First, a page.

For a second task, MethylNet was configured for multi-target regression to estimate cell-type proportions. First, estimateCellCounts2, using the 450 K legacy IDOL optimized library , was used to deconvolve the cell-type proportions from each sample to develop our best proxy to ground truth outcomes for training the model. The MethylNet model was trained on the estimateCellCounts2 estimates of cell-type proportions for six different immune cell-types. MethylNet was then compared to results derived from applying the 350 IDOL derived CpGs legacy library from FlowSorted.Blood.EPIC  using two different deconvolution methods Robust Partial Correlations (RPC) and Cibersort implemented in EpiDISH . The importance of each CpG to each cell-type was then quantified through SHAP. These Shapley coefficients were compared using hierarchical clustering. A similar clustering profile would indicate these cell-types share similar driving CpGs, and recovery of the cell-lineage dendrogram would demonstrate concordance with known biology. The one thousand most important CpGs from each cell-type were extracted and overlapped with the IDOL CpGs to inspect if the two models picked up similar cell-type-specific CpGs. Additional details regarding SHAP can be found in the supplementary material.
In the next task, MethylNet was used to classify samples to cancer types. The data for the classification task are from 8891 TCGA-acquired samples, representing 32 different cancer types (Supplementary Figure 1 and supplementary Tables 1 and 2), and preprocessed using PyMethylProcess to yield a 200 k CpG beta matrix. The features with the highest mean absolute deviation across samples were selected to both limit the computational complexity, memory of model training and capture the highest variation in the data. The highly variable sites are assumed to be more biologically meaningful than the lower variable sites. The MethylNet analysis pipeline was conducted on the pan-cancer dataset. The results from MethylNet were compared to a popular omics classification approach, a uniform manifold approximation and projection (UMAP) embedding of the samples, followed by support vector machine (SVM) classification. UMAP is an effective way to reduce the dimensionality of the data as well as preserve meaningful local and global structure in the data [58, 59]. Both were performed using PyMethylProcess’s general_machine_learning subcommand, which executed a hyperparameter grid search of the SVM model. Finally, the embeddings of the different cancer subtypes were compared by calculating of the average cosine distance between clusters in the test samples. These distances were clustered using hierarchical clustering to form larger superclasses of cancer that demonstrate a shared embedding profile.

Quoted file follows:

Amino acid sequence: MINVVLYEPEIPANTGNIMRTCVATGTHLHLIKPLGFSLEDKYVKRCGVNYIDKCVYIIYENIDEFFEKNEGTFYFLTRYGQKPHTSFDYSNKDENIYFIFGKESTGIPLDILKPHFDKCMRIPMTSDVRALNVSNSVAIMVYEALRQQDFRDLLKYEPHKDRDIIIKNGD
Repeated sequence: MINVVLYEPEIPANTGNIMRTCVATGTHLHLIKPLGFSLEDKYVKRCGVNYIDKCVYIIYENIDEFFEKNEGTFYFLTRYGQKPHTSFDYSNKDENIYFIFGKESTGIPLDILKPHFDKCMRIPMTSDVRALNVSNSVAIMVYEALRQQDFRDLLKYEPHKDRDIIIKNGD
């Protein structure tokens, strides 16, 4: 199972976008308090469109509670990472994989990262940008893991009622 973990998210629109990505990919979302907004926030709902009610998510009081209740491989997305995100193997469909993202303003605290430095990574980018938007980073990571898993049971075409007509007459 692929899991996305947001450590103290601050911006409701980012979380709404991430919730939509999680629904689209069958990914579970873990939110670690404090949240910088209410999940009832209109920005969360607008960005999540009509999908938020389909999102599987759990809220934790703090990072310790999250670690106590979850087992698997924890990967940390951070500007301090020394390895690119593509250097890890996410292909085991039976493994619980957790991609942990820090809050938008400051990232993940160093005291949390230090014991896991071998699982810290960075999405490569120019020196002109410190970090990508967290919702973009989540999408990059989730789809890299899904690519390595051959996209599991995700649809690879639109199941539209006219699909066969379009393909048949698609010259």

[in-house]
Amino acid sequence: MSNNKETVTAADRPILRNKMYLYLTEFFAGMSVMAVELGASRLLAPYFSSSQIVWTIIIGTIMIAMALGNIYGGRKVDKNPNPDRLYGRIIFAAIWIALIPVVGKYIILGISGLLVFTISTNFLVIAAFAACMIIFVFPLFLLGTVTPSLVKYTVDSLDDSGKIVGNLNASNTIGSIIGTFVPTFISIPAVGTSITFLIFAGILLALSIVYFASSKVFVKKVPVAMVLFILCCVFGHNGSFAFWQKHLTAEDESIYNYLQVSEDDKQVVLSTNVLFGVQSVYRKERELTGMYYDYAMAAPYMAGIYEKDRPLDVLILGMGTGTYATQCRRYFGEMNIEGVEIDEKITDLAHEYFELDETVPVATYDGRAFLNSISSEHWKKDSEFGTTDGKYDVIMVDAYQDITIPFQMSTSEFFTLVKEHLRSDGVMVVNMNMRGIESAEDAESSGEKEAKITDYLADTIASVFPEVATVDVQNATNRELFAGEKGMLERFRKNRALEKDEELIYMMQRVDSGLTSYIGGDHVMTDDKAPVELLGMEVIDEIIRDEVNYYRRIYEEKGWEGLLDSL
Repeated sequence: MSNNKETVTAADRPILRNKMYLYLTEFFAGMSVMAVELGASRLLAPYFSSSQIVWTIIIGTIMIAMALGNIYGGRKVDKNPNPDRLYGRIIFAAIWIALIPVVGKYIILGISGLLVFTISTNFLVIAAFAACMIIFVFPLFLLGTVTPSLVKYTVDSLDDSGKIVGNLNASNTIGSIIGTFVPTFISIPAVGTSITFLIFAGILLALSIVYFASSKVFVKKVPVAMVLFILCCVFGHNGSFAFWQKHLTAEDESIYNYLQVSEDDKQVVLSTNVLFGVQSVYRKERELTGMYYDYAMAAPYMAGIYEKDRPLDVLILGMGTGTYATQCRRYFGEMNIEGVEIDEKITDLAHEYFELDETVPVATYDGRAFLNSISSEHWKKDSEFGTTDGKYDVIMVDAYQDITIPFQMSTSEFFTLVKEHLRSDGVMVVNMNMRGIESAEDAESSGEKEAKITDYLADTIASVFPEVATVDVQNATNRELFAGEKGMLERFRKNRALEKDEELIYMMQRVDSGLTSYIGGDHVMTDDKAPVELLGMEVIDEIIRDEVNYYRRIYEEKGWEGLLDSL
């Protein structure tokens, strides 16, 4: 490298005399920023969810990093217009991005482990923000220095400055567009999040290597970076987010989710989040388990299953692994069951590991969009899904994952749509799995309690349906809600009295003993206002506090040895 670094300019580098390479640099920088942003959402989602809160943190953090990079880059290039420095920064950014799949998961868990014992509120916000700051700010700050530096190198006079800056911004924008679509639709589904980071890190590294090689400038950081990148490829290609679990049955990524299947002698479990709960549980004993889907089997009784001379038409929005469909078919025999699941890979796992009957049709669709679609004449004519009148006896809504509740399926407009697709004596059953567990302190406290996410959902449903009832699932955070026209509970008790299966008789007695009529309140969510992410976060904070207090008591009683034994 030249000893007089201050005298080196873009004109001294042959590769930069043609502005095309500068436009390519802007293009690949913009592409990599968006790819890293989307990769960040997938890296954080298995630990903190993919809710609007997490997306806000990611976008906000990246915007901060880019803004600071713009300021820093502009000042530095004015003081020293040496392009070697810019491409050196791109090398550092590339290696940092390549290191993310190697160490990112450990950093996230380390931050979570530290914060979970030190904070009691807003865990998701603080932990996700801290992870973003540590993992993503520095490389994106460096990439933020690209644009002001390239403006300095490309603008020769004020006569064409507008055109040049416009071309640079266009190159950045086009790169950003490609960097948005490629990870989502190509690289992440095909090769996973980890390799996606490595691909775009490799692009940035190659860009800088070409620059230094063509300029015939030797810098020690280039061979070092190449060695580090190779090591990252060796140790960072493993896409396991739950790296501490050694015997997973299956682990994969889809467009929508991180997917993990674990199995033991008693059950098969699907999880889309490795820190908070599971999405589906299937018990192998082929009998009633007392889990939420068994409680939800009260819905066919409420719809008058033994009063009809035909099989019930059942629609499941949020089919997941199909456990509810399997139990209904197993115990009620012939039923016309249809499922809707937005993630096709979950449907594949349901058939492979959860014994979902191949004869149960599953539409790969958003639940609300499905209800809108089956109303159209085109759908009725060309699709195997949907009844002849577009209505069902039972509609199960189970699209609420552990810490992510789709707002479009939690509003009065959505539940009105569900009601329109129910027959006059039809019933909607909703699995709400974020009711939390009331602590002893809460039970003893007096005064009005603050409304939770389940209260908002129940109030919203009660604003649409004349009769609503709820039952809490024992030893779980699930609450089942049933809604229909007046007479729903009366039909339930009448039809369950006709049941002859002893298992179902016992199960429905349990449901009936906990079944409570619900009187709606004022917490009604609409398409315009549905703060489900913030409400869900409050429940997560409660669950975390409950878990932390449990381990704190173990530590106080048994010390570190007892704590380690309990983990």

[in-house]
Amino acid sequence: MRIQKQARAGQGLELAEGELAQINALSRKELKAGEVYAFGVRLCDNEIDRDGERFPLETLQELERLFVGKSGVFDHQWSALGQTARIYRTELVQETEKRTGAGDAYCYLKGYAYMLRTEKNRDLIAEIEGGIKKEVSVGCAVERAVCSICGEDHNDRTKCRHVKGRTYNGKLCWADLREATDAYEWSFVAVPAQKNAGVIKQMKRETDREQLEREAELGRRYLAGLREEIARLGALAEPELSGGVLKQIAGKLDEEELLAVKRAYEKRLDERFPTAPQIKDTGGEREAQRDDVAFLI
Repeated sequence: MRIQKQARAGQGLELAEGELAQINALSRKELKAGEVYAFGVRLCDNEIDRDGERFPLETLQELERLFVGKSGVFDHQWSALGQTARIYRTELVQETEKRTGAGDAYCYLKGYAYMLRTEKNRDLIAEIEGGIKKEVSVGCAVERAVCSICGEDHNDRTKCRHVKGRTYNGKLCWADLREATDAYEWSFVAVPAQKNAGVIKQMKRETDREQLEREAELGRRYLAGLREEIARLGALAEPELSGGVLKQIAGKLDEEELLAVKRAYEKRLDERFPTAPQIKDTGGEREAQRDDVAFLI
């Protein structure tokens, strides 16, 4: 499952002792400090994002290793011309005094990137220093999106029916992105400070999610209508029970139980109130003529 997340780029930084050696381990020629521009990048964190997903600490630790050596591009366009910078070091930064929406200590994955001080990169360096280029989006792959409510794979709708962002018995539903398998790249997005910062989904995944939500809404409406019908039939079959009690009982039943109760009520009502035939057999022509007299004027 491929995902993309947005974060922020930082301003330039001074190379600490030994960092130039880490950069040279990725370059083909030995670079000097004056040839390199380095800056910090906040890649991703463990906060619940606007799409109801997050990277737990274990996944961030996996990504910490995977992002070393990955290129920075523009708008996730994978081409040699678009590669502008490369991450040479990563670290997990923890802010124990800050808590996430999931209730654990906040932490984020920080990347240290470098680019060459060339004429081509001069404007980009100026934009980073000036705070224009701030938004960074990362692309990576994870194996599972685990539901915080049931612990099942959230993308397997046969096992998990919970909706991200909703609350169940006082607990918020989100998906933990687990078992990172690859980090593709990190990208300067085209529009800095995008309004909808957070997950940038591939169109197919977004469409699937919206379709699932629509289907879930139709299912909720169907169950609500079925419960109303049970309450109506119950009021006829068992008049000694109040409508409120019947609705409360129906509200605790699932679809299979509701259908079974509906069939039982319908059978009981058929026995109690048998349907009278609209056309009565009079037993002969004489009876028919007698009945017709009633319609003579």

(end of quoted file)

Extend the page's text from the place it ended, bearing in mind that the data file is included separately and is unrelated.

A sensitivity analysis was conducted to understand how MethylNet scales with number of training samples and features. The TCGA cohort dataset was utilized and split into MethylationArrays of increasing number of features, scaled almost logarithmically for low number of features and then number of features were scaled linearly. This generated sixteen separate datasets. These datasets were trained in parallel with 100-job hyperparameter scans to yield final predictions. The sensitivity analysis on training set size split up the training set into 10% increments from 10 to 100%, and each of the 10 sets were trained using 150-job hyperparameter scans. The number of training epochs was reduced to 50 for each analysis to limit the computational compute time.